Dogs should also be checked before and after receiving NSAIDs, says veterinarian Wayne Randolph of Flemington, N.J. Before he puts dogs on NSAIDs, he does blood work, involving 35 tests at a cost of $65, to check a dog’s liver and kidneys, and later repeats the blood work.
The deaths and other adverse events are a reminder that all drugs pose risks, including those for animals. Several million dogs received Rimadyl before its warning label was updated to add mention of death in rare cases. No. 2 pain reliever Deramaxx was marketed for a year before its label was so changed.
Despite stronger warnings and other safeguards, the drugs continue to create controversy. Some dog owners and veterinarians say the drugs are being overprescribed by vets who don’t always give risk information to owners and who, like doctors for humans, are often educated on drugs by pharmaceutical companies.
“There are no safe drugs. There are only safe doctors,” says Robert Rogers, founder of the Critter Fixer Pet Hospital in Spring, Texas. “The large number of adverse events occur with these drugs because veterinarians don’t know how to use them.” Drugmakers share the blame, he says. Their sales representatives often fail to present adequate risk information.
Through November 2004, the FDA received almost 13,000 adverse-event reports about Rimadyl, far more than for any other dog pain reliever.
Pfizer’s database includes almost 20,000 adverse-event reports. The FDA’s data include those “possibly” or “probably” linked to the drug. Adverse events for all drugs are believed to be under-reported.
Pfizer won’t release Rimadyl’s revenue, but it says Rimadyl has the most reports because it’s the oldest and biggest dog pain reliever.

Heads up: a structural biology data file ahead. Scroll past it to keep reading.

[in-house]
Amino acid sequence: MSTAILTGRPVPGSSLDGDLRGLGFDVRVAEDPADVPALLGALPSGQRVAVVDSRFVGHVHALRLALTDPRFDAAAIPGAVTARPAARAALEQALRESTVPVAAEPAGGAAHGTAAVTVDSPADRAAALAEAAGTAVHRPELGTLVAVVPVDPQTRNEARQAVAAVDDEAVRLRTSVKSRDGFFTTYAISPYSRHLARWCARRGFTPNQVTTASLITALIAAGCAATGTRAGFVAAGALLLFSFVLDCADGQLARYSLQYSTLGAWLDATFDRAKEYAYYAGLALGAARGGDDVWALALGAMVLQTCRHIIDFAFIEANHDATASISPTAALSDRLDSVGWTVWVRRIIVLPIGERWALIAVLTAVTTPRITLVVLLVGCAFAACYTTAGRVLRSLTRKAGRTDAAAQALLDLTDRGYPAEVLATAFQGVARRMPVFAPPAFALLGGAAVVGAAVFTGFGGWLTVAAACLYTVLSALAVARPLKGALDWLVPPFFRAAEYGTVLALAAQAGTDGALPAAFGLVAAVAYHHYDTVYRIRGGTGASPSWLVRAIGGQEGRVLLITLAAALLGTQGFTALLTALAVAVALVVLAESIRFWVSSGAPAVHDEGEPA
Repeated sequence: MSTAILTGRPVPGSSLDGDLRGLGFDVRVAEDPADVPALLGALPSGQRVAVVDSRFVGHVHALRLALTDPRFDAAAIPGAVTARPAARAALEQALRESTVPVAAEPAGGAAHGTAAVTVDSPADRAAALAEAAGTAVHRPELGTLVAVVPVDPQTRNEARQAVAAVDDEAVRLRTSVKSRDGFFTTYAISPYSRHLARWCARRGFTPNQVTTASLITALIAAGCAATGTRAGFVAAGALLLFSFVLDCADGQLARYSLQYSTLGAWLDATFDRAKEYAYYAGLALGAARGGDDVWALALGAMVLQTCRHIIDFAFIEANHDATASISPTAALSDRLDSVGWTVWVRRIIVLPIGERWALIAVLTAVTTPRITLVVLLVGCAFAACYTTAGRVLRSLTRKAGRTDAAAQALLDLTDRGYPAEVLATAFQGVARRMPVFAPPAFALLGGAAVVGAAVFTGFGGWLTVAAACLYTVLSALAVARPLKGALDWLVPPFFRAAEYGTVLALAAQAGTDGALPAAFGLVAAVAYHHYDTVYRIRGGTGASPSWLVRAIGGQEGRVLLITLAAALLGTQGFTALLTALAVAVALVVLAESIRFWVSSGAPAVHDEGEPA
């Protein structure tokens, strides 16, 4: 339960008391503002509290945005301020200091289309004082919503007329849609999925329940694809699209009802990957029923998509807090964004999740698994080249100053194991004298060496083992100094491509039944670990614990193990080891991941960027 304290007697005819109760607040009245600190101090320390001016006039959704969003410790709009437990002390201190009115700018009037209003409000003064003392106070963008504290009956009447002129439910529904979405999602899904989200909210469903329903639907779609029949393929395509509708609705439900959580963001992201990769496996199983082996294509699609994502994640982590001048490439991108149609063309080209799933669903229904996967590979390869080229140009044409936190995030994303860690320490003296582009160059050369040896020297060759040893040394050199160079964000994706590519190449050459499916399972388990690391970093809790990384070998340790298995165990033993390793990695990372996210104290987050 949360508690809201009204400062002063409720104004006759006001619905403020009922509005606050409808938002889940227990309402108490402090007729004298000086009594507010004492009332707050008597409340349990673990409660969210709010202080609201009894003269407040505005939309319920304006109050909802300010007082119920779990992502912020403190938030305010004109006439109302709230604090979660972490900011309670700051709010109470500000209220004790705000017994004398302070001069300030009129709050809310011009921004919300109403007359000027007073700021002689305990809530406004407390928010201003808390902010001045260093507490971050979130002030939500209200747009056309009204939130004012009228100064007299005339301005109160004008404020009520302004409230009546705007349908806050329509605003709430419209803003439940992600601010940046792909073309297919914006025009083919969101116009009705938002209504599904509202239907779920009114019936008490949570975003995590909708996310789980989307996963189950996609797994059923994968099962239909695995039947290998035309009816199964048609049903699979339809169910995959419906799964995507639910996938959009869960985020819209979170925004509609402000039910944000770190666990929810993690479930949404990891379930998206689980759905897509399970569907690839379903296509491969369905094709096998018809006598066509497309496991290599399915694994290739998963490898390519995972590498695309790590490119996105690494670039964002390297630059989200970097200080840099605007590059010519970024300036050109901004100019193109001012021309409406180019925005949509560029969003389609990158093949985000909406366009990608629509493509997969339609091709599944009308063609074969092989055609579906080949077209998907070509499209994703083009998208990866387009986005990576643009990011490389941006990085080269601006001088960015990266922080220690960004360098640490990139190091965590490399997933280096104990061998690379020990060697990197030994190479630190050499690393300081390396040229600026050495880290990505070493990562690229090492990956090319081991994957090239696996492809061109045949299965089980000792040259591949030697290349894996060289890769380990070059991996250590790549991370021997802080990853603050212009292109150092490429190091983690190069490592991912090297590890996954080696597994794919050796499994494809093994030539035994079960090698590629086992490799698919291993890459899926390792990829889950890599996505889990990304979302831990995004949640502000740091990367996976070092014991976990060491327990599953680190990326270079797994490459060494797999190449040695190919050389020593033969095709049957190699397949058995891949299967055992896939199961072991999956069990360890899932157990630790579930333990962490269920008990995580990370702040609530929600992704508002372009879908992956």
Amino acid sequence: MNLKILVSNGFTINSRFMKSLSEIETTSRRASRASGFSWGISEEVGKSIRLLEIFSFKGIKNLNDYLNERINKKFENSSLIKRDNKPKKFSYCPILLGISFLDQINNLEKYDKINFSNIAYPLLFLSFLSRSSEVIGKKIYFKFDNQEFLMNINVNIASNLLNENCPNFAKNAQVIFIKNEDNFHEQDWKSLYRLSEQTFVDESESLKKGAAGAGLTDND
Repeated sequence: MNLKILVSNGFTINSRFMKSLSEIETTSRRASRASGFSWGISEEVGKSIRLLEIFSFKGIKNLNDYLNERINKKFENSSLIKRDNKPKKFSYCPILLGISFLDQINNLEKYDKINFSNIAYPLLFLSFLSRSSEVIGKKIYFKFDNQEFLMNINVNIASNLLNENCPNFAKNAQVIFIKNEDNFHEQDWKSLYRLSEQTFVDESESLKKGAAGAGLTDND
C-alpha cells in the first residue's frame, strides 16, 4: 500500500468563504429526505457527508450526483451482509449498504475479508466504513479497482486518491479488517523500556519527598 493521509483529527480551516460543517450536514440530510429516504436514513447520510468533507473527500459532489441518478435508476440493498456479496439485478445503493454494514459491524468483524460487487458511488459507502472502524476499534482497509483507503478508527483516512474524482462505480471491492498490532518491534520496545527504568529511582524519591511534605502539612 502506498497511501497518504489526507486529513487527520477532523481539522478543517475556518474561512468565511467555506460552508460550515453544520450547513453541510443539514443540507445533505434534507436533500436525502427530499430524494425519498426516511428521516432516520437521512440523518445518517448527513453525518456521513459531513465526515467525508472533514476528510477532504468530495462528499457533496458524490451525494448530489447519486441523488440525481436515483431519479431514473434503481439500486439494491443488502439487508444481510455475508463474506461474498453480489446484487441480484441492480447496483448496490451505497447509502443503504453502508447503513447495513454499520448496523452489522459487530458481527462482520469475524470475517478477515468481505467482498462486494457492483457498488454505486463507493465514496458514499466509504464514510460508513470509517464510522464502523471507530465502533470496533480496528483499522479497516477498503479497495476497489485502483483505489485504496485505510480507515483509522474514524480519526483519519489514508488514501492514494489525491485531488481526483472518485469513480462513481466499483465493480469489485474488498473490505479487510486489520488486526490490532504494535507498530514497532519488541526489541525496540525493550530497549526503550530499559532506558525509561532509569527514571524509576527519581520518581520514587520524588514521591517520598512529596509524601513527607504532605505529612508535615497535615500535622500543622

Deramaxx had been used by about 1 million dogs in the three years folllowing its 2002 launch, owner Novartis says. The FDA’s data included 2,813 adverse-event reports for Deramaxx, including 630 dogs who died or were put down.
Rimadyl, with a generic name of carprofen, originated at Roche Laboratories as an anti-inflammatory drug for people. Deramaxx was developed by Novartis for dogs but was discovered by G.D. Searle, where Celebrex originated.
Deramaxx is a COX-2 inhibitor, like Celebrex and Vioxx, the pain reliever for people withdrawn from the market in September because of heart attack and stroke risk.
Before getting FDA approval, Rimadyl was tested in 549 dogs; Deramaxx in about 700. That’s far fewer than the number of subjects in clinical drug trials for human drugs. Erectile dysfunction drug Cialis, for instance, was evaluated in more than 4,000 patients before it got FDA approval.
Pfizer updated Rimadyl’s label twice, the last time in 1999 noting that death occurred in rare instances. That year, it stopped TV ads. Today’s print ads include the death warning.
Deramaxx took a similar path. It went to market in 2002 with a label saying the drug “was well tolerated” with an adverse event rate comparable to dogs treated with placebos. Once again, adverse events after the drug was sold proved otherwise.
Both drug makers now issue information sheets for dog owners describing the drugs’ risks and proper use. Pfizer even attaches the sheet to Rimadyl bottles. But it may not get to consumers because veterinarians frequently repackage drugs into smaller vials. Marks says risk information is rarely discussed with clients. The FDA has said pet owners often complain about not getting the sheets.
There are many options for your dog’s pain and arthritis that may have the same benefits as NSAIDs without the dangerous side-effects. If you feel your dog must be on an NSAID, be informed about the symptoms of liver disease and make certain your vet is too.
You also want to be careful about the condition your vet is prescribing the NSAID for. It has also been observed that NSAIDs prevent bone fractures from healing. The University Of North Carolina School of Medicine also found that the COX-2 inhibitors not only have an adverse effect on bone healing, they may also impair the healing of ligaments. Please do more research if your vet plans on giving Deramaxx or a similar NSAID to your dog if he has a cruciate or other ligamentous injury.